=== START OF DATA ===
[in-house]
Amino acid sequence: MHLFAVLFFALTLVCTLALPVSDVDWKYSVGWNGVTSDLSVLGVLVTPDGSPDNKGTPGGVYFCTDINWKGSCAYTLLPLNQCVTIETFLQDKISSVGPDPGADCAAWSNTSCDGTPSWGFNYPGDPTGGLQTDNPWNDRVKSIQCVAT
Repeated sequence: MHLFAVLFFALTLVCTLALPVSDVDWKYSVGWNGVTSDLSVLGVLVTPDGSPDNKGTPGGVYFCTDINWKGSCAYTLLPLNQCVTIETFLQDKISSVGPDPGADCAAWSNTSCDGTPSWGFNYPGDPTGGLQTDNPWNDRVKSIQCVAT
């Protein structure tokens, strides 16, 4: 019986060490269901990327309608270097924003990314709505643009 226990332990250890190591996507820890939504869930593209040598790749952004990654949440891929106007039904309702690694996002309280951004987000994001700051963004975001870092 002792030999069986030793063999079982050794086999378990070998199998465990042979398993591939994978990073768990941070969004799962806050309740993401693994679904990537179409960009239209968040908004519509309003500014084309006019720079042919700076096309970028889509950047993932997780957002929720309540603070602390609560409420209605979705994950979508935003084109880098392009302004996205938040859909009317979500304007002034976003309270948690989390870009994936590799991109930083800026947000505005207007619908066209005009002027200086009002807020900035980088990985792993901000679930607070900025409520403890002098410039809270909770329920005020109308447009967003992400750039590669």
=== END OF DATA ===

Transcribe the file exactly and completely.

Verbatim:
[in-house]
Amino acid sequence: MHLFAVLFFALTLVCTLALPVSDVDWKYSVGWNGVTSDLSVLGVLVTPDGSPDNKGTPGGVYFCTDINWKGSCAYTLLPLNQCVTIETFLQDKISSVGPDPGADCAAWSNTSCDGTPSWGFNYPGDPTGGLQTDNPWNDRVKSIQCVAT
Repeated sequence: MHLFAVLFFALTLVCTLALPVSDVDWKYSVGWNGVTSDLSVLGVLVTPDGSPDNKGTPGGVYFCTDINWKGSCAYTLLPLNQCVTIETFLQDKISSVGPDPGADCAAWSNTSCDGTPSWGFNYPGDPTGGLQTDNPWNDRVKSIQCVAT
């Protein structure tokens, strides 16, 4: 019986060490269901990327309608270097924003990314709505643009 226990332990250890190591996507820890939504869930593209040598790749952004990654949440891929106007039904309702690694996002309280951004987000994001700051963004975001870092 002792030999069986030793063999079982050794086999378990070998199998465990042979398993591939994978990073768990941070969004799962806050309740993401693994679904990537179409960009239209968040908004519509309003500014084309006019720079042919700076096309970028889509950047993932997780957002929720309540603070602390609560409420209605979705994950979508935003084109880098392009302004996205938040859909009317979500304007002034976003309270948690989390870009994936590799991109930083800026947000505005207007619908066209005009002027200086009002807020900035980088990985792993901000679930607070900025409520403890002098410039809270909770329920005020109308447009967003992400750039590669």